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Phoenix hosts largest-ever delegation of automotive, semiconductor industry leaders

Phoenix Business Journal

In a signal of the Phoenix metro’s growing presence in the automotive and semiconductor industries, more than 60 companies in those sectors — mostly from Taiwan and Singapore as well as Japan, New Zealand, Switzerland and Ireland — converged in the Valley in the past week to learn about expansion opportunities.

It was the largest business delegation ever hosted by the Greater Phoenix Economic Council and it was part of the SelectUSA Investment Summit events taking place in April and May. The business leaders participated in a two-day event on April 27-28 that included networking with industry leaders, roundtable discussions, tours and presentations on education, workforce and expanding and operating in the U.S. and Phoenix region.

The event marked Phoenix’s first time hosting a spinoff from the larger SelectUSA summit that is hosted annually by the U.S. Department of Commerce to promote foreign-direct investment in the country. The federal government has been promoting incentives and pushing for domestic manufacturing in recent years, which has helped bring in new investments by some of the largest tech companies in the world.

Phoenix is one of about a dozen spinoff events that were selected through an application process and this year included stops across California, Washington, Texas, New Mexico, Virginia, Maryland, Montana and Florida. Phoenix was selected for a spinoff event at the same time that Arizona has seen a boost in relocation or expansion interest from international companies.

“We were happy that we got awarded this. Our goal is that it’s not our only one, that we can do this and improve on it every year,” said Thomas Maynard, senior vice president of business development for GPEC. “These investments could go anywhere, so we need to make sure we’re here to make the case for Arizona.”

GPEC: Need to build local base of talent

GPEC’s event focused specifically on the electric and autonomous vehicle and semiconductor industries given the state’s fast-growing ecosystem of microchip manufacturers and suppliers and electric vehicle and battery manufacturers and startups. In the past year, more than $46 billion in investments were announced for new factories by Taiwan Semiconductor Manufacturing Co., LG Energy Solution and others in Arizona.

In the first day, participants met at GPEC’s downtown Phoenix office and were provided with a regional overview; a workforce panel from education leaders like Arizona State University and Grand Canyon University; an industry seminar with TSMC, Battle Approved Motors and Nikola Corp.; two networking events and a presentation on what it takes to expand in the U.S. and states like Arizona.

GPEC leaders pitched Phoenix as a place conveniently located between major markets such as California, Mexico and Texas, and a region that has a growing workforce to support companies.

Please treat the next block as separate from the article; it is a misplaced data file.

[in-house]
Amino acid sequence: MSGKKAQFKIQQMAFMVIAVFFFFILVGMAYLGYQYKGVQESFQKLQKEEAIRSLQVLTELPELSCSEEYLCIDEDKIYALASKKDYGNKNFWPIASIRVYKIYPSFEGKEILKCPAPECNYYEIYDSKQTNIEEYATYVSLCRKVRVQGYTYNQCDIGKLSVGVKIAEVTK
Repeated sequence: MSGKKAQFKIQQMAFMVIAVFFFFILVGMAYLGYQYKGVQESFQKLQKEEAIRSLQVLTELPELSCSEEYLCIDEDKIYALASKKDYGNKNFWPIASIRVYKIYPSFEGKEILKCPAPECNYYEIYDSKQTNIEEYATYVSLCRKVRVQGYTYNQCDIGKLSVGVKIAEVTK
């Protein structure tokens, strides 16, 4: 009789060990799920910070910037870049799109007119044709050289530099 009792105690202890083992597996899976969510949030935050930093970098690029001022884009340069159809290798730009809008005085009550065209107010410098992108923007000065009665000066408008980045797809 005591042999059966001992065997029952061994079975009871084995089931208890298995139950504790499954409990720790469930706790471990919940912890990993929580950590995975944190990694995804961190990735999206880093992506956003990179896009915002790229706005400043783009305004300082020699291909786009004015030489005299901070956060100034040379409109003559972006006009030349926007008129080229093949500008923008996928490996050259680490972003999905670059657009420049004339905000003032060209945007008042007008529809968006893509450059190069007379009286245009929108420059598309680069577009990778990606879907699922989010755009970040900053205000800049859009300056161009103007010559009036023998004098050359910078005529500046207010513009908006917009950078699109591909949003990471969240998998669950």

“What was unprompted for us but interesting to see is all of the industry partners said, ‘No, we need to have more industry here.’ It’s not a competition that we’re stealing engineers from one to the other. We have to build the base of talent across the board and we can only do that if we attract more entities here,” Maynard said.

GPEC has hosted 6 visits this year

Maynard said GPEC’s strategy in pitching Phoenix to the delegation was more broad for this event since the companies travelled from multiple countries.

The economic council’s presentation on how to expand in Arizona and the U.S. overviewed construction and permitting, immigration processes, real estate, incentives, banking and workforce culture compared to other parts of the world like Asia. TSMC and suppliers have said that it’s significantly more expensive and timely to build facilities in the U.S. compared to Taiwan.

“Yes, it is difficult to make an investment in the U.S. no matter where you are or what state you are, there’s a lot of hurdles to jump through,” Maynard added. “The goal is at the end of the day, they know the government is here to help, they have the workforce, partners and support, there’s other industries that have done this.”

The second day, on Friday, took guests to see existing semiconductor or electric vehicle operations in Phoenix, ASU’s MacroTechnology Works and also featured pitches from some cities across the Valley.

So far this year, GPEC has hosted six delegations of various sizes mostly in the semiconductor industry as well as in clean technology, bioscience and life science and startups. GPEC hosts its own delegations but also partners with state and city leaders to host companies to educate them on the region and to win over more economic development in Arizona.

Earlier this year, both state and Valley leaders used the Super Bowl LVII as an opportunity to fly in company executives, give them tours of Phoenix and provide informational events. The Arizona Commerce Authority, Cardinals owner Michael Bidwill and the Super Bowl Host Committee also hosted a visiting CEO program with leaders from 70 different companies that came to Phoenix.


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